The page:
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in a residential area or not? some residential areas have furniture zones with specific things and others don't and distinction might be a form factor issue, rather than having somebody decide a certain block is residential versus commercial, since it is different. >> form factor? >> like we said, if there is a furnishing zone, trees lined app, then based on the physical nature, there are trees, so there is a furniture zone, you could park there, whereas a street without a furnishing zone, you wouldn't park the scooter there because there is no place to do it. rather than having somebody know if it's residential or commercial, it would be more based on what are the physical features? >> could you clarify the different zones? >> like when i say furniture?
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by that, i mean the part of the sidewalk that typically has fixed objects. so on any given sidewalk, you would have the property line, there is a sidewalk that goes to the curb. sometimes there is a planting strip along the curb. that we do as a city, make sure if we're placing fixed objects, whether it's a newspaper kiosk or tree or trash can or bike rack, it's in a certain part of the sidewalk. we have staff at mta and public works that have very specific requirements for where those fixed objects can go. so because we already have this part of the sidewalk where fixed objects can go and those are determined for accessibility reasonings, that's the primary driving force for those. we're building our requirements to build off of those.
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and we are working with kevin jensen from public works and our accessible services program to come up with those. >> just quick follow-up. because i do think there is distinction between primarily residential part of the city that is west of van ness and downtown and soma, i think those are very different neighborhoods. what have you seen the primary reasons that people are using the scooters? because, again, in my neighborhood, it seems like joy rides. >> well, as they're zipping down sidewalks -- i didn't know they weren't allowed on the sidewalk, i have a kid in a wheelchair, and i've got a toddler. i'm like, watch out. >> we don't know that yet. i don't think i mentioned this is pilot program. so we're definitely trying to understand that question. how are these being used?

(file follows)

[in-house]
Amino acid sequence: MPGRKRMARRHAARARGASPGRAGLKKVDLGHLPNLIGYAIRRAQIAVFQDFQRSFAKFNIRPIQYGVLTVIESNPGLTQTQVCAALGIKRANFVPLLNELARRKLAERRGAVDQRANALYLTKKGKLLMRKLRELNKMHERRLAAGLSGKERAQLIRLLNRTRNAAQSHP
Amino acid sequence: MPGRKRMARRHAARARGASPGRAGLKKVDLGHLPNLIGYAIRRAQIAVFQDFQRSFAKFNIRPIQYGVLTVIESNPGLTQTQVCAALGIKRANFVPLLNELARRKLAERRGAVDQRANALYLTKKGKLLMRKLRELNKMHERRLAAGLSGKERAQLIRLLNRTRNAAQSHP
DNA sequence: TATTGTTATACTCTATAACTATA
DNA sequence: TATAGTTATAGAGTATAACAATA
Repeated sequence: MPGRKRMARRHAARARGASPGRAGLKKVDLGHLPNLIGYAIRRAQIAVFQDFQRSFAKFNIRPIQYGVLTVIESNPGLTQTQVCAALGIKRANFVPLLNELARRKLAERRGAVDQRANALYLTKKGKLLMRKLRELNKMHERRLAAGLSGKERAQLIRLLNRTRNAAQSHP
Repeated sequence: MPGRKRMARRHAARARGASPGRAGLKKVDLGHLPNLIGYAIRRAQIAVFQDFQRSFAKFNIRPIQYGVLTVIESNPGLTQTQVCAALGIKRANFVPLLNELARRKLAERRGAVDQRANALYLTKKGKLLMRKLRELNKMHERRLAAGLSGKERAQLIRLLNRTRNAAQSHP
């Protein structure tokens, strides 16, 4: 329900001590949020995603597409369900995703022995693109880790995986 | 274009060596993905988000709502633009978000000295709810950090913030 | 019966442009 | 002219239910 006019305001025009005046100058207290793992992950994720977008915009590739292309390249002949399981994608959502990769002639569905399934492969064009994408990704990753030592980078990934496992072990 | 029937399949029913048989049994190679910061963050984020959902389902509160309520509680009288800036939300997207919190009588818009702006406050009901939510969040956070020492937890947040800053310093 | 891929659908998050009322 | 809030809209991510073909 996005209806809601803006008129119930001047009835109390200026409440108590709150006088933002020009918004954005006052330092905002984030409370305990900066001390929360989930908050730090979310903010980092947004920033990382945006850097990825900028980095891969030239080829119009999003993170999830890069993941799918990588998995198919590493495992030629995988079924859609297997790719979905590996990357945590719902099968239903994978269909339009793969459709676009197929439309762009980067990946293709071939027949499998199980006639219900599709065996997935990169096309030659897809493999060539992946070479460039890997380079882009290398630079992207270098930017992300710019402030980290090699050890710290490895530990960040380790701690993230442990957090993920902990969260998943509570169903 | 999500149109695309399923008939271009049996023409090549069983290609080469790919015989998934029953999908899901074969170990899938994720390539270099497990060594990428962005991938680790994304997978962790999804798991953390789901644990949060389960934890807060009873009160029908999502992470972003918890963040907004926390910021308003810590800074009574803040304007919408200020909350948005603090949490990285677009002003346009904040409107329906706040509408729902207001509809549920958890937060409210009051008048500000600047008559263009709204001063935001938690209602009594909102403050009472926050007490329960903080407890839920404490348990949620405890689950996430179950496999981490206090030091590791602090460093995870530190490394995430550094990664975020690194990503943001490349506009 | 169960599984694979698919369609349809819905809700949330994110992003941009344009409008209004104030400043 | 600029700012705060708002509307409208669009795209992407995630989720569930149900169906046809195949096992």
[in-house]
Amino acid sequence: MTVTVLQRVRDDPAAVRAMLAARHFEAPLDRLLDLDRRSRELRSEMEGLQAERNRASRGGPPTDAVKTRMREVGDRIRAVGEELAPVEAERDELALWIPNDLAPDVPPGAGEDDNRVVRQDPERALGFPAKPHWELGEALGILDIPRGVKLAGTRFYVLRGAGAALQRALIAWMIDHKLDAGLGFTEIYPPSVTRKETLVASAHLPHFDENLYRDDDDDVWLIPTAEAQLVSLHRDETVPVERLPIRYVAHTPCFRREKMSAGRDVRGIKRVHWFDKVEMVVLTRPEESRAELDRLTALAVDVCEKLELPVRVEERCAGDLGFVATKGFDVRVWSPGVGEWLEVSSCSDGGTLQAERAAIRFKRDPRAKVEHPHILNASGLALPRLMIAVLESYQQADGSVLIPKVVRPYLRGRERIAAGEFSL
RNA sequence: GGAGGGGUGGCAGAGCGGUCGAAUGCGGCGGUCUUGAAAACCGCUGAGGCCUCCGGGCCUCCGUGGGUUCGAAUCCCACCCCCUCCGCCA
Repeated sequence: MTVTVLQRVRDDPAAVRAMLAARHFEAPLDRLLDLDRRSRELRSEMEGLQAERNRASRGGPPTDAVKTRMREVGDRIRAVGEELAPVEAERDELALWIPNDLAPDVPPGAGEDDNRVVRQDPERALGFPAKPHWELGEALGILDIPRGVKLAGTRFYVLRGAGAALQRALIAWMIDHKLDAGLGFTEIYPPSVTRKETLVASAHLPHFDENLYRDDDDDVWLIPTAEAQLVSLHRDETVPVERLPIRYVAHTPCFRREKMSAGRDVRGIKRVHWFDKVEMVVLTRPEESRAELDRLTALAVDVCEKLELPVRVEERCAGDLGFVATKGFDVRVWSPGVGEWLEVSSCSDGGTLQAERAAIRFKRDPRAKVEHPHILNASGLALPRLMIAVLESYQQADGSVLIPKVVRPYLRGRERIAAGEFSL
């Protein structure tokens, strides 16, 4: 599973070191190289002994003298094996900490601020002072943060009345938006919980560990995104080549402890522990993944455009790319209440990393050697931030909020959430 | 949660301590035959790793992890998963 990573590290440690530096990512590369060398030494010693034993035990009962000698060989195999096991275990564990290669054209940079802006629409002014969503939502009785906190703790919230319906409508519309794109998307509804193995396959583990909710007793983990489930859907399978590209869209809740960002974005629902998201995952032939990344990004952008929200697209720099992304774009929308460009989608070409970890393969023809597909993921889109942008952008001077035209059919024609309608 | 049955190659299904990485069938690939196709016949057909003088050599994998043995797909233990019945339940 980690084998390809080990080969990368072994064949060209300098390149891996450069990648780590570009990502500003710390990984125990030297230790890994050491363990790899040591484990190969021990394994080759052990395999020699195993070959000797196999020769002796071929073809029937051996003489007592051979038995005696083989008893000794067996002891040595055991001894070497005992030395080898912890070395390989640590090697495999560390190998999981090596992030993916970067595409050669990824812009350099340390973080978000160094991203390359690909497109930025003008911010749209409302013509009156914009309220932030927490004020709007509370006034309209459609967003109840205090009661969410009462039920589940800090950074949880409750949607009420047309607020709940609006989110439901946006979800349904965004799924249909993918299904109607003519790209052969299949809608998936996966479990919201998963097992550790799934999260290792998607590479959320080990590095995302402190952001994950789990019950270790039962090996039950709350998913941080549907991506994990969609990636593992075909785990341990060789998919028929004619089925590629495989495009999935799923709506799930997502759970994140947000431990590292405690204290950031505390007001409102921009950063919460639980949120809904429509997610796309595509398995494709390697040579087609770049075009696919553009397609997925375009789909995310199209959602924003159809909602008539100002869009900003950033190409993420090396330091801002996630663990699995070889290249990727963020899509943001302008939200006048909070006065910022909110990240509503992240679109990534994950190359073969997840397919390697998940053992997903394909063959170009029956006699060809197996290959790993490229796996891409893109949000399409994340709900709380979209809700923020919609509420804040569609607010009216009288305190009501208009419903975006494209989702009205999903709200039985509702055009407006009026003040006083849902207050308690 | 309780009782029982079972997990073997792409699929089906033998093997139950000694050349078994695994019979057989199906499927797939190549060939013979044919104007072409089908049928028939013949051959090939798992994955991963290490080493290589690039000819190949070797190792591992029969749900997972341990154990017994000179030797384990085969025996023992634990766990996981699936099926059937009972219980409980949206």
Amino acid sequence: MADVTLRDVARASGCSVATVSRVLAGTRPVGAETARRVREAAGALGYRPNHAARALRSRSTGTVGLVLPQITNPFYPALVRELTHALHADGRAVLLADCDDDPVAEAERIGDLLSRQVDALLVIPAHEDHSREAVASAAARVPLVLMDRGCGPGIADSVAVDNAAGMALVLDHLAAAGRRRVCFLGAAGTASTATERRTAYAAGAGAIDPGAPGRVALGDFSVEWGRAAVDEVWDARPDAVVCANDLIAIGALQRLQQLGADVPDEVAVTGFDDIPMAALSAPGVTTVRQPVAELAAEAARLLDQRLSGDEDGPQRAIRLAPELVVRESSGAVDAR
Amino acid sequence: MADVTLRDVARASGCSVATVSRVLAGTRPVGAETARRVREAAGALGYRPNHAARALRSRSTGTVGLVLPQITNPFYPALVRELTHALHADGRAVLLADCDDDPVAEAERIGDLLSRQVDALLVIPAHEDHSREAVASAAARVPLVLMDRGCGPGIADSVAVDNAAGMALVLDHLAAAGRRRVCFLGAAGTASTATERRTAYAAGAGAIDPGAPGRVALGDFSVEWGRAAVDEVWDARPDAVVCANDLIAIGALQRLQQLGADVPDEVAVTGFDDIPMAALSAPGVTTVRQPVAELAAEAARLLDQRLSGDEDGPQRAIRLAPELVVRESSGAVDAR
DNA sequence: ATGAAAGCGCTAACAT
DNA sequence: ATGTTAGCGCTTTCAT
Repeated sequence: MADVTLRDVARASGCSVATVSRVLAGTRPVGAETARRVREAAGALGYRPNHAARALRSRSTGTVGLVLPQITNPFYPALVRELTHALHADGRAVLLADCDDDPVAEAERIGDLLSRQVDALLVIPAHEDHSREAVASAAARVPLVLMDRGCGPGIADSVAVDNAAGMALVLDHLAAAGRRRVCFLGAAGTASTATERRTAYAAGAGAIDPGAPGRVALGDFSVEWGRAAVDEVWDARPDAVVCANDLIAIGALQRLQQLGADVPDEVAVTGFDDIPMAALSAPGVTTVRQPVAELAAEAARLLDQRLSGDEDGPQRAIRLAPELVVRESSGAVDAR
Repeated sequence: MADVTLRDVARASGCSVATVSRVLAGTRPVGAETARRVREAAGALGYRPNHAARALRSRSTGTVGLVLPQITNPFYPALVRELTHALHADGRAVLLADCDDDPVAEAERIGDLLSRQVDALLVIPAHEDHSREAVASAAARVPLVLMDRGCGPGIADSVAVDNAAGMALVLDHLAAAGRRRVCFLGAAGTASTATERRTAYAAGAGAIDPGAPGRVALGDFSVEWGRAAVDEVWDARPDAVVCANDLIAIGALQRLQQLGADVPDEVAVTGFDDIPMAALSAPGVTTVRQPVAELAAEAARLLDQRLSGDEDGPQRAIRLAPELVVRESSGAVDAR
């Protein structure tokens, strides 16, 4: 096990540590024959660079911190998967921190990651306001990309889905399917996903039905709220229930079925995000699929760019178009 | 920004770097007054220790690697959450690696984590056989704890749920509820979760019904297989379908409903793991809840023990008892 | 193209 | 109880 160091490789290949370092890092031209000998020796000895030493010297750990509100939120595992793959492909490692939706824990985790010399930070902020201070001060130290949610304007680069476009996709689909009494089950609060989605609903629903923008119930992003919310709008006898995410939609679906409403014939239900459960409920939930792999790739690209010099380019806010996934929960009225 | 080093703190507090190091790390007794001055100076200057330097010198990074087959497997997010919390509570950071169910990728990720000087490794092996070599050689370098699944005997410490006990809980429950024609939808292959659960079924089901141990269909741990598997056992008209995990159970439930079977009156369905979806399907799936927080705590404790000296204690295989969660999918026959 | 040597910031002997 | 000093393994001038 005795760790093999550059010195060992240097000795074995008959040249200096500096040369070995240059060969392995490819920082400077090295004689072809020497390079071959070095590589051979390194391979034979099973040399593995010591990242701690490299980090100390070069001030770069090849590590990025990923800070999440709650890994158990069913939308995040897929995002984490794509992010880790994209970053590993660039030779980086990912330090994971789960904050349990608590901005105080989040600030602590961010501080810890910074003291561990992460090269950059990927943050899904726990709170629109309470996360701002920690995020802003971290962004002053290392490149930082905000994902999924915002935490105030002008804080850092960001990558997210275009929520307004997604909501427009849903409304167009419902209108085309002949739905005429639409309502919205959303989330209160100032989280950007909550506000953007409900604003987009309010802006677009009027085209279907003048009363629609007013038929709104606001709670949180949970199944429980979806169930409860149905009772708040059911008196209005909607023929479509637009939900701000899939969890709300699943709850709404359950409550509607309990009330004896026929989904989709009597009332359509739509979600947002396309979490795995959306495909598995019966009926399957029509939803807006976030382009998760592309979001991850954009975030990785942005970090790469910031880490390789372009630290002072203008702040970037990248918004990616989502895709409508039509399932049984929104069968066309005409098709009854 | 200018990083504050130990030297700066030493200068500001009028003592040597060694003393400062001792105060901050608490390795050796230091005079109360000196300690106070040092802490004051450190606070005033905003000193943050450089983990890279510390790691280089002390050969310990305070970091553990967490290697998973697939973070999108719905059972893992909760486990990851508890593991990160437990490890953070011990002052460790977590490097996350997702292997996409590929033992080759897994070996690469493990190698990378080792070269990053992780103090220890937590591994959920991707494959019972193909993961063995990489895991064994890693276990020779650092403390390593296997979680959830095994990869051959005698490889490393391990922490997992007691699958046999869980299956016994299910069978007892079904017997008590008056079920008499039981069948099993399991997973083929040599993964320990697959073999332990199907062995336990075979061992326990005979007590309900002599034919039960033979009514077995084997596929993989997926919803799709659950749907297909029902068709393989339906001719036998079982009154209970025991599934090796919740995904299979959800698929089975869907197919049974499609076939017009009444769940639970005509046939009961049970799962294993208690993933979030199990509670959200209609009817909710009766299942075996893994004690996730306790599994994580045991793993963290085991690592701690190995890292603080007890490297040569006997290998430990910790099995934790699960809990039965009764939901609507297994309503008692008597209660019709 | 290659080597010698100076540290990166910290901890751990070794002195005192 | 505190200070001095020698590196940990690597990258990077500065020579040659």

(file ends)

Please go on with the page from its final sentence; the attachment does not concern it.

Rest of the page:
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is it actually a benefit to the transportation network for just for fun? we need to figure that out, we don't have those answers, we don't have those surveys in place. >> co-chair blacksten: tatiana? >> council member kostanian: i'm out in the sunset, i see a lot of scooters around. is there a central place where people go to get the scooters? and also -- how much to rent these things? >> i'll have the companies answer renting, but it's usually a $1 per ride and 15 cents a mile. oh, 15 cents a minute. in terms of the location, it is different for the different companies an could be different when we have the permit program in place. and maybe this would get an
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answer to the question, but we are going to be asking the scooter companies to tell us where they plan to deploy scooters, as well as we would need to approve the service areas. so right now, i couldn't tell you for each company, it's a little different where they put them out in the mornings. and then over the course of the day, where people can park them. but there is way in the scooter app for them to say, you can only park in this particular locati location, so for instance, he found a scooter in berkeley and the scooter app told him, you're not allowed to park in berkeley, which there is nothing for him to do. we can specify areas based on geographic positioning systems to say, if you're in a certain area, you wouldn't be allowed to lock up a bike there. so there could be the opportunity to create residential areas or other specific areas that are blocked and then also for them to say,
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maybe for the most part they're leaving them in soma, the downtown core, the mission, that's something the companies would propose. >> council member kostanian: when you say they're not supposed to be on the sidewalk, i've seen a lot of people on the sidewalk. and they don't really look where they're going. they're just riding. >> that's a problem. >> yeah, if it's all right, i wanted to add one they think. one of the cool things about this industry, is that we see data about where people are picking up riding and dropping off the scooters, which i know for lime, and the others we plan to work with, so we can identify if there are issues. if we're seeing a continual parking issue in a particular residential area, we can create